PHIL41320 Topics in Continental Philos

Academic Year 2021/2022

How do we understand encounters between self and other? What is the relation between subjectivity and intersubjective life? This module examines different philosophical perspectives for analyzing encounters between self and other, and investigates alternative theories of recognition and intersubjectivity in the tradition of continental philosophy. Themes covered will include the subject, intersubjectivity, recognition, difference, power, domination, and self/other relations.

In order to address these questions, we generally begin by tracing major theories of intersubjectivity and recognition in the German philosophical tradition, such as those developed by Fichte and Hegel. We contrast these to phenomenological accounts such as those offered by Husserl, or the existential-phenomenological accounts of Merleau-Ponty and Sartre. We also consider accounts of recognition and relationality offered by contemporary philosophers such as Honneth and Foucault, as well as postcolonial and feminist philosophers. We therefore consider not only face-to-face encounters but the way in which intersubjective relations are constitutive of subjects. We also examine the way in which patterns of interaction form a background of norms and meanings that constitute the lifeworld, as well as the ways in which recognition is employed as a means to understand forms of human relationality and sociality.

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Curricular information is subject to change

Learning Outcomes:

An appreciation of core themes in continental philosophy. The ability to participate in high-level, critical discussions of complex theoretical texts. A familiarity with all of the required primary readings and critical engagement with the work of the philosophers under consideration. Ability to draw connections between the primary readings and to compare and contrast them as appropriate.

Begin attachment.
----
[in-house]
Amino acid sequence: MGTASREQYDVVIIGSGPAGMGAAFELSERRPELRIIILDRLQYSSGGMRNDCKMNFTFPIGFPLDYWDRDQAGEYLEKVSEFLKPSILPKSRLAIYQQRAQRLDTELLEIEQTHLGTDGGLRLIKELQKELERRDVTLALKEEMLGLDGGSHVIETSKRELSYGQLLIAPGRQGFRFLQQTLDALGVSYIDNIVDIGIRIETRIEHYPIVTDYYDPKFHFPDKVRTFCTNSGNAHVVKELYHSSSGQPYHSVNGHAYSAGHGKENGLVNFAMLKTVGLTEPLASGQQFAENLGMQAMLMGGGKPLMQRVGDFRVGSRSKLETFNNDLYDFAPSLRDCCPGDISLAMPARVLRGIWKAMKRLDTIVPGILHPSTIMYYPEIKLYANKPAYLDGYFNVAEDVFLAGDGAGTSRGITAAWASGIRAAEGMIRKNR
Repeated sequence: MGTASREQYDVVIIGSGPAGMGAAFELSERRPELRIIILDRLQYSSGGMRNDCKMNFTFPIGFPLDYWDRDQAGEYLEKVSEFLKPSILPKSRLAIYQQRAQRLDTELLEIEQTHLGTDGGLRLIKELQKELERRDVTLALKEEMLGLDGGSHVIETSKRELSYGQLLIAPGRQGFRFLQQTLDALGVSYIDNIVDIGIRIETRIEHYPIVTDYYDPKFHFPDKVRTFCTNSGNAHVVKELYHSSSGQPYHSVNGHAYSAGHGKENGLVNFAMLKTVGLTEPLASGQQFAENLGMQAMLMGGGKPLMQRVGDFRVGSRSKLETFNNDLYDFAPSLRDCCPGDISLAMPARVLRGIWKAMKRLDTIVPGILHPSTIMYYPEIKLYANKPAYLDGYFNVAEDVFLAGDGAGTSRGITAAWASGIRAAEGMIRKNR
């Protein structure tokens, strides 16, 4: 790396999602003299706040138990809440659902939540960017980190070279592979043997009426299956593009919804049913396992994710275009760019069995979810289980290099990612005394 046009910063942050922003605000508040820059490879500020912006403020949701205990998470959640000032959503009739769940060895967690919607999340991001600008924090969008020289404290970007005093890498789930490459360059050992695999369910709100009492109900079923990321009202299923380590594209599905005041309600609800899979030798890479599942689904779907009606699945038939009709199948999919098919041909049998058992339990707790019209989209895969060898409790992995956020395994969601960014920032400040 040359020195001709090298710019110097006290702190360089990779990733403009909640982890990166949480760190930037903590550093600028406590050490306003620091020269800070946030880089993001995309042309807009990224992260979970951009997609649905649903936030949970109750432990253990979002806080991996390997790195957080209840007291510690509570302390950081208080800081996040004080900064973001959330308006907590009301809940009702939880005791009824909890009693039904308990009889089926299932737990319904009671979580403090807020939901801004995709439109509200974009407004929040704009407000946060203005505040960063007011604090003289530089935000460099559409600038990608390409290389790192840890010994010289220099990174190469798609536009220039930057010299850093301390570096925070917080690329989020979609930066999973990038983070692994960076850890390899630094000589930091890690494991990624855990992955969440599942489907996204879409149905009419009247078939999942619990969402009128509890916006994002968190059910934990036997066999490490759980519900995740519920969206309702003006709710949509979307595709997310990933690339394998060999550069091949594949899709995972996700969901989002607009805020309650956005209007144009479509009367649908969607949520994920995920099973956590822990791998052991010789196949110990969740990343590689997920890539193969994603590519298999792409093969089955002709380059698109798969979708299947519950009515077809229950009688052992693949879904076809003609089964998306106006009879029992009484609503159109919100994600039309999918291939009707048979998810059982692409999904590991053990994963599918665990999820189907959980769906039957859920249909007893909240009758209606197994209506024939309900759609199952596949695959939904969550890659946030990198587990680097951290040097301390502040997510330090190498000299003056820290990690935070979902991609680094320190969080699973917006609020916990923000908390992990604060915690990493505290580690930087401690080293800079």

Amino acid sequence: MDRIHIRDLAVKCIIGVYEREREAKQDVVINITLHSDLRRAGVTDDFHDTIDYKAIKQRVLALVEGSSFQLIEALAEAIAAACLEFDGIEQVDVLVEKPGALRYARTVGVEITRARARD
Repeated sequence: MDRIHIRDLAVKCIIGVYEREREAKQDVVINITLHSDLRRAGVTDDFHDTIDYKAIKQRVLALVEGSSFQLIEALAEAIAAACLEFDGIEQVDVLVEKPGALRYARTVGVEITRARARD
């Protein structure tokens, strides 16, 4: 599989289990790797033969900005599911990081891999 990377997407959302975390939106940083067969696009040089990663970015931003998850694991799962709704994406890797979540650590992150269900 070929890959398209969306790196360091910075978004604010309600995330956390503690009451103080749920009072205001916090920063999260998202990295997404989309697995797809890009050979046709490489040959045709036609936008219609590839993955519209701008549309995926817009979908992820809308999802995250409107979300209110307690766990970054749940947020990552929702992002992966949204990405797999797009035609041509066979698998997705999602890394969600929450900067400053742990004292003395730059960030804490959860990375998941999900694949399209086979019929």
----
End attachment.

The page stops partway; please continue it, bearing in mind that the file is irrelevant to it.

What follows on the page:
Indicative Module Content:

How do we understand encounters between self and other? What is the relation between subjectivity and intersubjective life? This module examines different philosophical perspectives for analyzing encounters between self and other, and investigates alternative theories of recognition and intersubjectivity in the tradition of continental philosophy. Themes covered will include the subject, intersubjectivity, recognition, difference, power, domination, and self/other relations.

In order to address these questions, we generally begin by tracing major theories of intersubjectivity and recognition in the German philosophical tradition, such as those developed by Fichte and Hegel. We contrast these to phenomenological accounts such as those offered by Husserl, or the existential-phenomenological accounts of Merleau-Ponty and Sartre. We also consider accounts of recognition and relationality offered by contemporary philosophers such as Honneth and Foucault, as well as postcolonial and feminist philosophers. We therefore consider not only face-to-face encounters but the way in which intersubjective relations are constitutive of subjects. We also examine the way in which patterns of interaction form a background of norms and meanings that constitute the lifeworld, as well as the ways in which recognition is employed as a means to understand forms of human relationality and sociality.

Student Effort Hours: 
Student Effort Type Hours
Seminar (or Webinar)

24

Autonomous Student Learning

226

Total

250

Approaches to Teaching and Learning:
Face to face seminars, student presentations, essay, feedback and independent learning. 
Requirements, Exclusions and Recommendations
Learning Recommendations:

It is recommended that students taking this module should have some prior background knowledge in philosophy. You are advised to consult with the module co-ordinator in advance of choosing this module if you have not done philosophy previously.


Module Requisites and Incompatibles
Not applicable to this module.
 
Assessment Strategy  
Description Timing Open Book Exam Component Scale Must Pass Component % of Final Grade
Presentation: Presentation Varies over the Trimester n/a Graded No

40

Essay: Major Essay Week 12 n/a Graded No

60


Carry forward of passed components
No
 
Resit In Terminal Exam
Spring No
Please see Student Jargon Buster for more information about remediation types and timing. 
Feedback Strategy/Strategies

• Feedback individually to students, post-assessment

How will my Feedback be Delivered?

Feedback provided individually after each written assignment.

Timetabling information is displayed only for guidance purposes, relates to the current Academic Year only and is subject to change.
 
Autumn
     
Seminar Offering 1 Week(s) - Autumn: All Weeks Tues 14:00 - 15:50